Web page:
The landscape in Martinique is incredibly varied for such a small island. Here in the north, the ‘pitons’ left behind by the volcanoes tower over you to impossible heights. They are covered in the richest shades of green, and on some of the smaller ones, colorful houses sit precariously on their slopes like dropped gemstones. The valleys cut deep, and white plumes of smoke drift gently up through the trees as some of the locals prepare their noon meal, usually of smoked chicken. The clouds cast shadows over the forests and create shades of blue mixed in as they float by on the sea breezes. Chrystalle gave us more of the history of Mont Pelee as we soaked it all in. Mont Pelee is not the type of volcano to have slow lava flows – it erupts in an explosion of ash and rock and gas, killing those in the vicinity almost instantly. Although it gives warning signs in advance, the government administrators of Martinique in 1902 did not want to reschedule a legislative election at the time and refused to let people evacuate. On the morning of the 1902 eruption, the governor sent a chilling telegram declaring the island completely safe. Two hours later, he and his family and 30,000 others died within seven minutes of the explosion. The seas surrounding the island boiled, and ships and houses caught fire. The air was thick and choked everyone as they tried to breathe. St. Pierre, the Paris of the West, was destroyed, and to this day has not fully recovered.
St. Pierre is still a gem worth visiting today, however. It is perched right on the deep blue sea in the shadow of the volcano. My tour group and I visited the ruins of the theater and prison, the latter of which supposedly housed one sole survivor of the eruption, since he was so locked up. By the time we were exploring the ruins, the midday heat was sweltering and reflected up off the burnt Italian marble of the theater floor into our reddening faces. Chrystalle bought us all fresh-pressed exotic fruit juices, and it was unlike any juice I’d ever tasted. The fruits at the juicers were enormous, thanks to the fertile soil of the volcano. Grapefruits as large as my head – I’m not exaggerating. We followed that up with some pork pastries and washed it all down with Punch Coco, a delightfully creamy rum drink that I immediately fell in love with and made me regret I had no checked bag to take some home in.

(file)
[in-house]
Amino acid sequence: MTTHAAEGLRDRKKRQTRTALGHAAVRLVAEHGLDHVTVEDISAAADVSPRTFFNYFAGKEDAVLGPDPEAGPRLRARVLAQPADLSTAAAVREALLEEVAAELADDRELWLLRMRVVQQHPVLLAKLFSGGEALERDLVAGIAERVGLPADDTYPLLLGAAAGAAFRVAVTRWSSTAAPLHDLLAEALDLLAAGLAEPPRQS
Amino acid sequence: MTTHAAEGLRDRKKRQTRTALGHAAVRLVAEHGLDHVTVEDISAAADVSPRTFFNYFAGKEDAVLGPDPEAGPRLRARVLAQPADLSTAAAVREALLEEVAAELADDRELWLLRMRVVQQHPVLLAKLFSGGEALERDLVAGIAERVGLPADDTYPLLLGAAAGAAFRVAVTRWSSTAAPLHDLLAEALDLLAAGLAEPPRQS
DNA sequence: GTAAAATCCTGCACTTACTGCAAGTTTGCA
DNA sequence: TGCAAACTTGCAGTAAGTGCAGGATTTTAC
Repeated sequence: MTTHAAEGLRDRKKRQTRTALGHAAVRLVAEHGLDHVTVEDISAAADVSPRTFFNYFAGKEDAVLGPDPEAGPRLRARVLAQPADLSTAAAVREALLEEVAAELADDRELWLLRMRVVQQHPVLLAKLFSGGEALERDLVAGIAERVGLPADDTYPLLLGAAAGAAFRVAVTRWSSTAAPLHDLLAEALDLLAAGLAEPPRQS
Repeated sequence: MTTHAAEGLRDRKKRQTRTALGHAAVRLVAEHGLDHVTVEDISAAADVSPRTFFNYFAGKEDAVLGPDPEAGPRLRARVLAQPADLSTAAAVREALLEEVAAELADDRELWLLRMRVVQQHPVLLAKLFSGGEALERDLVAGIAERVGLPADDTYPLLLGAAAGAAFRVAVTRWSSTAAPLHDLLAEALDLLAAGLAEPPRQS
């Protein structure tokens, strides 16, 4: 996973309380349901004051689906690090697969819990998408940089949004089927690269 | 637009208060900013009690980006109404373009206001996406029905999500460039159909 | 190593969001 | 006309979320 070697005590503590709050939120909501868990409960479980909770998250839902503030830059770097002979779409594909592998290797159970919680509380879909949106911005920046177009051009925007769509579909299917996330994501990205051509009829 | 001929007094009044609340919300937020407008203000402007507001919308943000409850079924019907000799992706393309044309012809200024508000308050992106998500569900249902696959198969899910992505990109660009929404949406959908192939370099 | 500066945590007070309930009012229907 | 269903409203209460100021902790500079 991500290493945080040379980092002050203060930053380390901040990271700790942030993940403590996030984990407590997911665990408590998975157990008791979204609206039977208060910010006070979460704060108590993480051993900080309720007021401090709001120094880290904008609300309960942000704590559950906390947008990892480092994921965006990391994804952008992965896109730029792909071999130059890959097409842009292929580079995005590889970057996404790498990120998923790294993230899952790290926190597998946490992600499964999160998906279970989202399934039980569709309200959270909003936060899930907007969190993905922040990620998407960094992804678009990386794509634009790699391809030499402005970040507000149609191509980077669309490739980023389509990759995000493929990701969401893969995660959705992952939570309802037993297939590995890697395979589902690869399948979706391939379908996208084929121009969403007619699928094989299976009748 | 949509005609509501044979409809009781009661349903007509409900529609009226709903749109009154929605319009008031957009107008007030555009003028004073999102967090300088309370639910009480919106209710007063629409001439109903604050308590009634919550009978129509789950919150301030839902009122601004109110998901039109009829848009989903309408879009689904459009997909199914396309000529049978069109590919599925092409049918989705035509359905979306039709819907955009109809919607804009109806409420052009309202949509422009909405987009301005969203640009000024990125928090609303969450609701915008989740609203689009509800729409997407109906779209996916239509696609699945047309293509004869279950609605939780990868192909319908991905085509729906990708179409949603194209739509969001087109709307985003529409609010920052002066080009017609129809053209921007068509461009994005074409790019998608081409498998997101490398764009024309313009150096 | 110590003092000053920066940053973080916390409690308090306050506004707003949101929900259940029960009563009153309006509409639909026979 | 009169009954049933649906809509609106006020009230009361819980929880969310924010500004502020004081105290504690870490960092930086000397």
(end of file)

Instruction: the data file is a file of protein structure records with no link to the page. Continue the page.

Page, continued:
To make that regret worse, our next stop was the Depaz rum distillery. The plantation sat up on a hill looking out over the landscape and coastline. Once we stepped out of the van, we were awash in the sweet scent of rum. We walked up past fields of sugarcane to the big Creole style house, though unfortunately we’d long past the office to purchase tickets to go inside. I love Creole style mansions – they look so beautiful and formal yet integrated into the landscape, with nothing but shutters for windows and flowers and palm trees outlining the foundations.I can only imagine what it would be like to live in such a place – I admit, I’m tempted.
I walked back down the hill and through a water collection exhibit and peeked into the distillery itself, but there wasn’t too much to see from the tiny doorway. Especially compared to Habitation Clement, which I’d see later. I did some tastings in the gift shop, and a man swooped in to give me a taste of the most delicious golden rum I’ve ever tasted. It was smooth and slid down my throat like butter, though I could not find him again to ask which variety it was. He had disappeared into crowd as quickly as my little tasting cup was emptied.
Soon our tour was off to the final stop – a quiet beach right off the roadside, with a tasting of a Martinique beer. The beach was devoid of other people, a common theme of the island I would find. Maris convinced me to have a dip in the water, and I’m glad she did. We swam in the shadow of the volcano, and the water was impossibly clear and calm. It’s a delight to leap into the ocean without fear of sharks or jellyfish, or even sharp rocks. I suppose that’s another reason this is paradise. After a short time, we climbed out, dried off, and got back into the van to head back to the capital city. I loved how my skin tasted of salt long after I’d left the water – I felt like a creature of the sea.
We arrived back in Fort-de-France and it was time to part ways. Having issue with my credit card payment, I had to pay with all my cash, so Ann-Marie and Maris walked with me to find an ATM, bless them. I had no desire to be completely devoid of cash. We passed a market that was just about to close, and finally made it to the centre commercial (mall) where I was able to get some euros from a bank. Sensing their impatience, I said my good byes and pulled out my walking tour, finally truly alone in the city.